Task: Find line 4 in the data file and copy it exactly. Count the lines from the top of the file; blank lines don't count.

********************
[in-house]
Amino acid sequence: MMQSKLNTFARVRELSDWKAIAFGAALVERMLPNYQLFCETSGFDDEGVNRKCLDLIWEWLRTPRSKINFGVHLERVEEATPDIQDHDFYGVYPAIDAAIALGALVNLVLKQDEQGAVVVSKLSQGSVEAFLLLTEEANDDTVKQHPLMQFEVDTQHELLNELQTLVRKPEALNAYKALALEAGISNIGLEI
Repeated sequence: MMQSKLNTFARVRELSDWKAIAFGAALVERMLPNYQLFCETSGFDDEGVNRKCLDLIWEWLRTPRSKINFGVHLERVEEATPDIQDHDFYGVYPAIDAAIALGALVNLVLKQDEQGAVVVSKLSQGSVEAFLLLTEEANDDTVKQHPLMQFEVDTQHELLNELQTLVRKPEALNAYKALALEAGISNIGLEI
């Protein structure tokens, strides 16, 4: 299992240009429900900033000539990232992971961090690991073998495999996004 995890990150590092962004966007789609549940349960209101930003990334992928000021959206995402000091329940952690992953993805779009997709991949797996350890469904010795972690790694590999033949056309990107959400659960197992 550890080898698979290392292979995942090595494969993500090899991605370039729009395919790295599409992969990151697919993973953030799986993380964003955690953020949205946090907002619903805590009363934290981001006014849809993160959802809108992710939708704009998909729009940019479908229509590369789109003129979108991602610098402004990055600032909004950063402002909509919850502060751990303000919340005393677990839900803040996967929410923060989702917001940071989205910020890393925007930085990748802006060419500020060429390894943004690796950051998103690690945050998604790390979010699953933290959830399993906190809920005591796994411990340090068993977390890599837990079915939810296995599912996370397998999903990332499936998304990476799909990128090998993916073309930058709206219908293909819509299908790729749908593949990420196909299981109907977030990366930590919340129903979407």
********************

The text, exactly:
């Protein structure tokens, strides 16, 4: 299992240009429900900033000539990232992971961090690991073998495999996004 995890990150590092962004966007789609549940349960209101930003990334992928000021959206995402000091329940952690992953993805779009997709991949797996350890469904010795972690790694590999033949056309990107959400659960197992 550890080898698979290392292979995942090595494969993500090899991605370039729009395919790295599409992969990151697919993973953030799986993380964003955690953020949205946090907002619903805590009363934290981001006014849809993160959802809108992710939708704009998909729009940019479908229509590369789109003129979108991602610098402004990055600032909004950063402002909509919850502060751990303000919340005393677990839900803040996967929410923060989702917001940071989205910020890393925007930085990748802006060419500020060429390894943004690796950051998103690690945050998604790390979010699953933290959830399993906190809920005591796994411990340090068993977390890599837990079915939810296995599912996370397998999903990332499936998304990476799909990128090998993916073309930058709206219908293909819509299908790729749908593949990420196909299981109907977030990366930590919340129903979407």